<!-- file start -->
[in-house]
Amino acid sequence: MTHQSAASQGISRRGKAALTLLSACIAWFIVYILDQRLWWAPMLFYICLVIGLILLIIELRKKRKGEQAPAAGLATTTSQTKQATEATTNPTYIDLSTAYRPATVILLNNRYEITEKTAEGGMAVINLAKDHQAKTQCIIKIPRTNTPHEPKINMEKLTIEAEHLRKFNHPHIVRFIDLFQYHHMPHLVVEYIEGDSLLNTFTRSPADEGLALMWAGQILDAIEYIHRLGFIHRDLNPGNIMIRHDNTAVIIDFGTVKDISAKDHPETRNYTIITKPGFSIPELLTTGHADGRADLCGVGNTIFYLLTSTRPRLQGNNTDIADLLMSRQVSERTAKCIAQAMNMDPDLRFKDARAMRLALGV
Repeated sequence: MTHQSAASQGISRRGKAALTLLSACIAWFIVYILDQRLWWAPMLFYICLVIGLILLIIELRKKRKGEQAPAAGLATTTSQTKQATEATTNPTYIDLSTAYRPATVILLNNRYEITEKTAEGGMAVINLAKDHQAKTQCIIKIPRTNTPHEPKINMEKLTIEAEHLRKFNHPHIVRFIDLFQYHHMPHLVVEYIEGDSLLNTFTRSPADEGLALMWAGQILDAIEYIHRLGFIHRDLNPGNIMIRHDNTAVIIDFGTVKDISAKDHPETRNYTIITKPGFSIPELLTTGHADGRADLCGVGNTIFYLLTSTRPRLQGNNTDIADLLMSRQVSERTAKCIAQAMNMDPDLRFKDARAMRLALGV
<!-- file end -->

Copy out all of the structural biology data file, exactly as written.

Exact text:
[in-house]
Amino acid sequence: MTHQSAASQGISRRGKAALTLLSACIAWFIVYILDQRLWWAPMLFYICLVIGLILLIIELRKKRKGEQAPAAGLATTTSQTKQATEATTNPTYIDLSTAYRPATVILLNNRYEITEKTAEGGMAVINLAKDHQAKTQCIIKIPRTNTPHEPKINMEKLTIEAEHLRKFNHPHIVRFIDLFQYHHMPHLVVEYIEGDSLLNTFTRSPADEGLALMWAGQILDAIEYIHRLGFIHRDLNPGNIMIRHDNTAVIIDFGTVKDISAKDHPETRNYTIITKPGFSIPELLTTGHADGRADLCGVGNTIFYLLTSTRPRLQGNNTDIADLLMSRQVSERTAKCIAQAMNMDPDLRFKDARAMRLALGV
Repeated sequence: MTHQSAASQGISRRGKAALTLLSACIAWFIVYILDQRLWWAPMLFYICLVIGLILLIIELRKKRKGEQAPAAGLATTTSQTKQATEATTNPTYIDLSTAYRPATVILLNNRYEITEKTAEGGMAVINLAKDHQAKTQCIIKIPRTNTPHEPKINMEKLTIEAEHLRKFNHPHIVRFIDLFQYHHMPHLVVEYIEGDSLLNTFTRSPADEGLALMWAGQILDAIEYIHRLGFIHRDLNPGNIMIRHDNTAVIIDFGTVKDISAKDHPETRNYTIITKPGFSIPELLTTGHADGRADLCGVGNTIFYLLTSTRPRLQGNNTDIADLLMSRQVSERTAKCIAQAMNMDPDLRFKDARAMRLALGV